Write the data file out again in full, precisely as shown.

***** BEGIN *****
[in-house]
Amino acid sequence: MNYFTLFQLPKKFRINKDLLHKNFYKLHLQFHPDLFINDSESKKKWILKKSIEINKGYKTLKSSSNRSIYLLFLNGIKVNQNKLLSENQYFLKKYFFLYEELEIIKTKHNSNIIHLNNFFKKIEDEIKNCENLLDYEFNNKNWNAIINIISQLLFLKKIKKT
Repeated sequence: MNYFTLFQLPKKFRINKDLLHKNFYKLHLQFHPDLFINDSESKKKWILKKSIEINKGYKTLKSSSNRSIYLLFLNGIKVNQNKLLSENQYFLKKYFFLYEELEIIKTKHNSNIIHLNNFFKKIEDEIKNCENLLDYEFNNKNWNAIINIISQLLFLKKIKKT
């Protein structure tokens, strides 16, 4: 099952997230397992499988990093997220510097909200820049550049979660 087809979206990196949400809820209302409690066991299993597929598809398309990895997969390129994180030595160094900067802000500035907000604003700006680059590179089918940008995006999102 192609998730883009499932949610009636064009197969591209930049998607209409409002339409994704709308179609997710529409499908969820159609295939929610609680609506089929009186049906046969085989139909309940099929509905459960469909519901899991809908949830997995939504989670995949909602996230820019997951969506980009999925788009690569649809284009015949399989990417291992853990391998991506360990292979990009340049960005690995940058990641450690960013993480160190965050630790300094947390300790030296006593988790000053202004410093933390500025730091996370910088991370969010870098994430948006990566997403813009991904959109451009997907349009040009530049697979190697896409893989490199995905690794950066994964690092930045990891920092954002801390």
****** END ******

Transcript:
[in-house]
Amino acid sequence: MNYFTLFQLPKKFRINKDLLHKNFYKLHLQFHPDLFINDSESKKKWILKKSIEINKGYKTLKSSSNRSIYLLFLNGIKVNQNKLLSENQYFLKKYFFLYEELEIIKTKHNSNIIHLNNFFKKIEDEIKNCENLLDYEFNNKNWNAIINIISQLLFLKKIKKT
Repeated sequence: MNYFTLFQLPKKFRINKDLLHKNFYKLHLQFHPDLFINDSESKKKWILKKSIEINKGYKTLKSSSNRSIYLLFLNGIKVNQNKLLSENQYFLKKYFFLYEELEIIKTKHNSNIIHLNNFFKKIEDEIKNCENLLDYEFNNKNWNAIINIISQLLFLKKIKKT
């Protein structure tokens, strides 16, 4: 099952997230397992499988990093997220510097909200820049550049979660 087809979206990196949400809820209302409690066991299993597929598809398309990895997969390129994180030595160094900067802000500035907000604003700006680059590179089918940008995006999102 192609998730883009499932949610009636064009197969591209930049998607209409409002339409994704709308179609997710529409499908969820159609295939929610609680609506089929009186049906046969085989139909309940099929509905459960469909519901899991809908949830997995939504989670995949909602996230820019997951969506980009999925788009690569649809284009015949399989990417291992853990391998991506360990292979990009340049960005690995940058990641450690960013993480160190965050630790300094947390300790030296006593988790000053202004410093933390500025730091996370910088991370969010870098994430948006990566997403813009991904959109451009997907349009040009530049697979190697896409893989490199995905690794950066994964690092930045990891920092954002801390």